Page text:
Father Ralph also sued the Lutz’s and publisher for invasion of privacy and distorting his words and involvement in the entire affair. He too, received an out of court settlement.

It should be noted that the Lutz’s were the only family to ever have a problem with the house. Families before the DeFeo’s and after the Lutz have reported no bizarre happenings during their stay in the building.

Although one cannot prove whether or not the Amityville house was actually haunted, it is quite easy from all the facts gathered that the story was at the very least, filled with embellishments. What is most important is not the debate of whether or not the Amityville house is a gateway to the netherworld, but that in 1974, six people died because someone snapped. If people truly did try to profit from the death of innocents, then they are far worse than the beings they claimed terrorized them for merely a month.

Sources

Anson, Jay. The Amityville Horror. New York: Bantam Books, 1977.
Auerbach, Lloyd. ESP, Hauntings and Poltergeists: A Parapsychologist’s Handbook.
New York: Warner Books, 1986.
Guiley, Rosemary Ellen. Encyclopedia of Ghosts and Spirits, The. New York:
Checkmark Books, 2000
Holtzer, Hans. Murder In Amityville. New York: Belmont Towers, 1979.
Holtzer, Hans. Ghosts: True Encounters with the World Beyond. Black Dog: New York,
1997.
Jones, John G. The Amityville II: The Possession. New York: Warner Books, 1982.
Jones, John G. Amityville: The Final Chapter. New York: Jove Books, 1985.
Kaplan, Stephen K. The Amityville Horror Conspiracy. New York: Toad Hall Inc., 1995.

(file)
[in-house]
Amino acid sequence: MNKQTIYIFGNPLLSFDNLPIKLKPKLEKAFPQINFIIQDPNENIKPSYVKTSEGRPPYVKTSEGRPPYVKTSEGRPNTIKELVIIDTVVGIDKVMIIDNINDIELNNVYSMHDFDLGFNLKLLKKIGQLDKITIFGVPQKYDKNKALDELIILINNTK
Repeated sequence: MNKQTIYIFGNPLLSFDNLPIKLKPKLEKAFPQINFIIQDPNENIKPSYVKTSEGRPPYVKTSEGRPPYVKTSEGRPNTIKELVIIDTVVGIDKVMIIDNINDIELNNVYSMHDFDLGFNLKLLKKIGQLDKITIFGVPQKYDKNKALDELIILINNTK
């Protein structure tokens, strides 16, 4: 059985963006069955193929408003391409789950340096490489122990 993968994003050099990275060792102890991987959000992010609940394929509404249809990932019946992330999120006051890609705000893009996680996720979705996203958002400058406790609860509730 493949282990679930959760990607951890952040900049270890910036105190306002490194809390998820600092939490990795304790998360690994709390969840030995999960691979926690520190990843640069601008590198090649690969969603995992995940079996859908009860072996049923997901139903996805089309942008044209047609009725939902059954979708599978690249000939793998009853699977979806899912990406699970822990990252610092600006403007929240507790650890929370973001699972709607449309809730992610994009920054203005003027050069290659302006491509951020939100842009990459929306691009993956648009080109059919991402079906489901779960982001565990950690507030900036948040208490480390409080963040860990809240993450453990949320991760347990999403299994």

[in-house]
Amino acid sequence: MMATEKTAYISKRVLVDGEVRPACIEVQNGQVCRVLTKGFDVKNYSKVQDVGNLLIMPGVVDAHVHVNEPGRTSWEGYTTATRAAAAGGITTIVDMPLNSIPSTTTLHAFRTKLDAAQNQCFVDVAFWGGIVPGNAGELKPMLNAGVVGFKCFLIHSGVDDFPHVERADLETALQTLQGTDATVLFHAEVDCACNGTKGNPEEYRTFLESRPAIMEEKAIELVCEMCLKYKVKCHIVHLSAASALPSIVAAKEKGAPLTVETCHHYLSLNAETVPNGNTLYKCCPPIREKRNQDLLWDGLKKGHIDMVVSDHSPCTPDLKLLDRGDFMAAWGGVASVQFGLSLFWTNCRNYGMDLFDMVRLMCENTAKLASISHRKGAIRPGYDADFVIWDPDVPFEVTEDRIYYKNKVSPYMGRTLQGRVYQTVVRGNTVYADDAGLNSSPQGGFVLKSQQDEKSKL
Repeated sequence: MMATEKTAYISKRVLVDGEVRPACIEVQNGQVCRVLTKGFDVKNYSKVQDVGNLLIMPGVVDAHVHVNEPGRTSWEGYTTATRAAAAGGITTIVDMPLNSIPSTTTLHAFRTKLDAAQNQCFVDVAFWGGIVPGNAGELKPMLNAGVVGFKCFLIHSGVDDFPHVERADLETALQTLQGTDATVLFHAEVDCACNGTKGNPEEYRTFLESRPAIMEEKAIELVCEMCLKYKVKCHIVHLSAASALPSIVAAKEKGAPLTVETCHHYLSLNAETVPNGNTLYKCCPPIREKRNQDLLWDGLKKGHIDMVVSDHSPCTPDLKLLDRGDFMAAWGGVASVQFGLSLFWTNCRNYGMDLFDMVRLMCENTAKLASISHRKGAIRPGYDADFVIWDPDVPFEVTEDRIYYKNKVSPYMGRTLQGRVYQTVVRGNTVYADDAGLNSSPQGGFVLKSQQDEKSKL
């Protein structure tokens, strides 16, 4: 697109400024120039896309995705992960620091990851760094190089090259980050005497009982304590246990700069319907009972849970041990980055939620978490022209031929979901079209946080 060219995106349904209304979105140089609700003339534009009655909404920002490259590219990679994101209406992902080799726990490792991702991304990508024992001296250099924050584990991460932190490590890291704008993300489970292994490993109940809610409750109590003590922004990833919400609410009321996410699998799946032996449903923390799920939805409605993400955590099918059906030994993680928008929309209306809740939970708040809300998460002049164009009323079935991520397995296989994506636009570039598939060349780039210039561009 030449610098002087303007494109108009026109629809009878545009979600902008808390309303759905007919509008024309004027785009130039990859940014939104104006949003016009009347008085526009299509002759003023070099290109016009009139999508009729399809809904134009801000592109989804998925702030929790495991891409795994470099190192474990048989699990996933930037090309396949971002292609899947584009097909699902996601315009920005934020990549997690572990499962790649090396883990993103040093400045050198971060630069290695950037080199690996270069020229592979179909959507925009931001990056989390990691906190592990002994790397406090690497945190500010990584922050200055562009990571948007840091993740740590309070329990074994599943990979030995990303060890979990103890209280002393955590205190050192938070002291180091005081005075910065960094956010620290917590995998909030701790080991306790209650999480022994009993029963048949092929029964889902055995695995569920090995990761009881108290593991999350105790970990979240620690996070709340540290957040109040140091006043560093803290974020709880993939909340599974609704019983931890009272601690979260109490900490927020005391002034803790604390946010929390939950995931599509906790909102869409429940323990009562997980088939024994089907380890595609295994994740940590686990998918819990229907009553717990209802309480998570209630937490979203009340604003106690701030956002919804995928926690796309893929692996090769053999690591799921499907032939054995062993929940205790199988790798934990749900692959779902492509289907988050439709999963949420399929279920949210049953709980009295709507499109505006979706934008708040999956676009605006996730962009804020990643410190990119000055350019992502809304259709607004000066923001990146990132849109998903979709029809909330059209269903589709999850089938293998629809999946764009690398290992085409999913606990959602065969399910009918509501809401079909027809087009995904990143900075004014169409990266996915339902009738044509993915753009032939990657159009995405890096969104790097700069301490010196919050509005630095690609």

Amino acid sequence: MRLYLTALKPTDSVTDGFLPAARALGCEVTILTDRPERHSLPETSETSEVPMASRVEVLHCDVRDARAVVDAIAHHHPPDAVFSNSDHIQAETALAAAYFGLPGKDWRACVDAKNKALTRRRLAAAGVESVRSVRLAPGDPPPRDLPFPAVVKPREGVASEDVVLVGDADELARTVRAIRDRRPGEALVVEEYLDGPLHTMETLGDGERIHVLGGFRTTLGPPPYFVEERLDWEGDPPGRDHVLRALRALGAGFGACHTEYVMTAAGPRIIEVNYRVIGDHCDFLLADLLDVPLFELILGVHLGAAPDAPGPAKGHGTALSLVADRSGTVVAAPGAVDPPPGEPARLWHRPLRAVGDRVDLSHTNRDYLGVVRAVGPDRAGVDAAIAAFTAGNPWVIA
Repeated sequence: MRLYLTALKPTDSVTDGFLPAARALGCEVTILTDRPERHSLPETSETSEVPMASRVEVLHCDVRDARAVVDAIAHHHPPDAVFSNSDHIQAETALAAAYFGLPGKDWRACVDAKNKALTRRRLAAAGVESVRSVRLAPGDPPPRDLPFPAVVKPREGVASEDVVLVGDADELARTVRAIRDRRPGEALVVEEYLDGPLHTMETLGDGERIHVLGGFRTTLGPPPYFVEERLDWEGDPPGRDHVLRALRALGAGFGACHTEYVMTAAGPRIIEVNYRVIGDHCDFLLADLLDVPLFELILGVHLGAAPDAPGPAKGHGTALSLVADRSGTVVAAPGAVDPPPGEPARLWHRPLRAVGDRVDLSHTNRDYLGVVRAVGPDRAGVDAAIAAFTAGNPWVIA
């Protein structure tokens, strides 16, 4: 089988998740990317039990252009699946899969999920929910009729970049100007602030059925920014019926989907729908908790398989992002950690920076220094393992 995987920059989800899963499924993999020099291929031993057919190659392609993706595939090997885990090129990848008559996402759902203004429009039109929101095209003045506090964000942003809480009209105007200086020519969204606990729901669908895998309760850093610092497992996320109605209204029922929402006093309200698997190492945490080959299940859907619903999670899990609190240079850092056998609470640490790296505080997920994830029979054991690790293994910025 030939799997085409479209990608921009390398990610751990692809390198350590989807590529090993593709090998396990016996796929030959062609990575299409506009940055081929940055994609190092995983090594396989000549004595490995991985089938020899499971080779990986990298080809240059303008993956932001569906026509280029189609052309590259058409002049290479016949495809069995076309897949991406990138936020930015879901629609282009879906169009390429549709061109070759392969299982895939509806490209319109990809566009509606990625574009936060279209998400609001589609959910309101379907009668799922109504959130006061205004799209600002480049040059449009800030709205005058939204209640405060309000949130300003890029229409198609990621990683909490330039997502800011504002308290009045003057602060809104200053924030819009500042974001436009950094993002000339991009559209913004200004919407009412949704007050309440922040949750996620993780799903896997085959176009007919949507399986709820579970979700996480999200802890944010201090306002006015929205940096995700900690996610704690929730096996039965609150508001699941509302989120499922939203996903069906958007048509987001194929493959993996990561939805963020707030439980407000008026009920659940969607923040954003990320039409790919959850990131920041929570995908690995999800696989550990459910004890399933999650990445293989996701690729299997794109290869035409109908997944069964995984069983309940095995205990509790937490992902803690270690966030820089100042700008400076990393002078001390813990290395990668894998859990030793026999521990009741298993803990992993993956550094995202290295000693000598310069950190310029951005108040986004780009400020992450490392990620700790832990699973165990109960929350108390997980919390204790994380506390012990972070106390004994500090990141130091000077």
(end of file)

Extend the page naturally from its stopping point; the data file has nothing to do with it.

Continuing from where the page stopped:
Morris, Roberts L. The Case of the Amityville Horror. Review of the Amityville Horror
appearing in Kendrick Frazier, ed., Paranormal Borderlands of Science. Buffalo: Prometheus Books, 1981.

Web Pages

The Amityville Murders: http://www.amityvillemurders.com
Amityville: The Web Site: http://www.jarrett.nu/amityville/main2.html
City of Amityville: http://www.amityville.com/
The Hoax in Amityville: http://chatanuga.topcities.com/Amityville.html
The Amityville Horror No Hoax page: http://members.tripod.com/~AmityvilleHorror/
The Amityville Horror Movie page: http://www.amityvillehorrormovie.com

2. Explaining the Golem

While I was in Australia, I joined in an Inside Pulse chat for the writers here. I can’t remember if it was Grutman or Daniels (again the last fortnight and a half have been a blur), but when I brought up the concept of the Golem, one of them stated they didn’t know what that was.

This surprised me, for a second, but then I realized not everyone is as anal retentive in their study of monsters as I am. :-P So I thought I’d share the reality of what a golem is with you. Not as in-depth as my Amityville Essay though. Just a quick rundown…